Why #ITalkSex – A post about my experience with female sexuality and sex education
Photograph by @exposing40
BLOG POST UPDATE – not only was this post BANNED on Facebook – it was chosen as a featured post in ELUST! Woop! 🙂 peaks n troughs, huh? We’ll get there gals 🙂
I was on Twitter the other night and was following some @ScarletLadies chat – they are doing this fantastic project called I Talk Sex to encourage women to speak up about sex and sexuality. I am so glad I stumbled across this wonderful campaign – I’m annoyed with myself I didn’t see it earlier, but I guess we find things at the exact moment we need to.
I think it is of huge importance that we talk about this. A friend of mine with a daughter who had sex-ed class at school told me how masturbation was talked about but only in reference to boys. I was stunned. Still? I’m sure things are changing, they have to be, and not all schools will be the same but anyway…
When I was fourteen, we had ‘the talk’ at school. A nurse came along and talked about sex education. I was furious. It might as well have been, ‘procreation education’ or more accurately, ‘don’t have sex unless you want a baby and to be honest, why the hell would you if you’re female as there’s nothing to gain from it apart from unwanted pregnancy, education’.
Even then I knew this was all wrong. As someone who masturbated to climax to relax at night for as long as I have existed (or as long as my memory) with quite in depth sexual fantasies – at times terrifying in their graphic nature, I was craving information and at the very least, acknowledgement that sex is more than baby making.
Males needed sexual release, women, well, what about women? There seemed to be no mention of female sexual desire. It made me feel awful. It made me feel ashamed. Somewhere deep inside I felt the rage and for a small moment let it surface when I put my hand up and asked, “What’s the point then? What’s the point in having sex if you don’t want a baby?”
There were sniggers from kids and some mumbled words about ‘raging hormones’ from the biology teacher but no, ‘because it feels amazing!’ or ‘because it’s exciting’ or ‘because it’s natural and normal and you can explore your own body and mind in many wonderful and safe ways’.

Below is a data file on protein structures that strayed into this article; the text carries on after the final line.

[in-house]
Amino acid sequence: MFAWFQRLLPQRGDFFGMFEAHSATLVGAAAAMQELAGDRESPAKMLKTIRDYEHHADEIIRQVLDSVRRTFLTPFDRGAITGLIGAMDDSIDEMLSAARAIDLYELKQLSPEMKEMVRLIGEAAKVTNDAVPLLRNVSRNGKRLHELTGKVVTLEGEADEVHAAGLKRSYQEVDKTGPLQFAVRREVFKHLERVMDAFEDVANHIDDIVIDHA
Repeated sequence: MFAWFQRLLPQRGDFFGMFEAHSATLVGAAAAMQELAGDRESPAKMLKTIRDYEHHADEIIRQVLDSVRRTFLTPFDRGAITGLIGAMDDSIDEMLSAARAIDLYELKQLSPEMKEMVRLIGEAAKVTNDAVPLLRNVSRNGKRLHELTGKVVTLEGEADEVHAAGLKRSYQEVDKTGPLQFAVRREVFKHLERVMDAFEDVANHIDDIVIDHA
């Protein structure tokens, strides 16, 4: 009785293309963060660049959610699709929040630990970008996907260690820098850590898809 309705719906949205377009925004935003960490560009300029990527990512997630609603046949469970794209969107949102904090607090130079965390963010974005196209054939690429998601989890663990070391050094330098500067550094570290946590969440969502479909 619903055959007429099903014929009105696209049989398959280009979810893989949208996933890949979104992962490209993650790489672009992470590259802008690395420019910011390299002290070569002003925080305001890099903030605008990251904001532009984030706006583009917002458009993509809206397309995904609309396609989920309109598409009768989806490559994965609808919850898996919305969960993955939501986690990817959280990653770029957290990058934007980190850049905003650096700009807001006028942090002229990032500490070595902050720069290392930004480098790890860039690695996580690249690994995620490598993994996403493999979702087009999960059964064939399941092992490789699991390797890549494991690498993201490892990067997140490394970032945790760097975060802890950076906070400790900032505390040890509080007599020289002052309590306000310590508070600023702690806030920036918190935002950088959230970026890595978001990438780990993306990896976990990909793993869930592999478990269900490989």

I needed to be told that my strange fantasies of being kidnapped and stared at while tied up were ok. I wasn’t bad. It was a fantasy. I needed to know that exploring my own body and bringing myself to orgasm was a normal, healthy pursuit. I wasn’t a pervert. I wasn’t a bad person. I wasn’t disgusting.
I was very lucky to have an open minded mother where we discussed most topics but still, there are things you need to hear from others, whether that’s your peer group or trusted adults or authority figures.
I knew that other kids in that class wouldn’t have such frank conversations about sex with their parents and I was so angry that they would be denied that too.
Indeed, if any of the girls ever talked about liking sex, or god forbid, touching themselves, it was an absolute taboo. She was banded a perv, a slag or a lezzer(!) and shunned by the other girls! Can you imagine?
My eyes are rolling so hard right now. So this is why #ITalkSex
Not only did they do an injustice to females, they also did to the males in the class. They never explained the beauty of mutual arousal, female sexual pleasure or even consent to the boys. I’m sure it is much better now.
So I support you Scarlet Ladies – I think you are bloody brilliant!
#ITalkSex because I do sex – alone and with my partner. #ITalkSex because I write it and feel it. #ITalkSex because it’s not bad to imagine a roomful of men jizzing over your tits! Or to do it! #ITalkSex because I am in awe of being alive and the incredible things our bodies can do. #ITalkSex because you should not feel ashamed.
It has taken me many years to be this confident about my sexuality – it began by writing and publishing saucy tales. Now this blog is a place to write about fantasies and explore my mind and body in many ways with words and images.
Of course confidence comes with maturity too and I understand that, but I wonder how much sooner I would have achieved sexual confidence had more education and open discussion been available.
Here’s a very similar blog I wrote a few years ago elaborating a bit more – with some really good reader comments – Sex Chat
A word about the brilliant photographer – and that photo which I can’t quite believe is me
As I live and grow I am lucky enough to meet many wonderful sex positive people, one of whom is Exposing 40. Ms 40 runs a body positive photography project. I have taken part twice and the image above declares everything about my joy at being a living sexual being. I can’t thank her enough for making me feel so comfortable in my own skin, a thing I didn’t feel until very recently.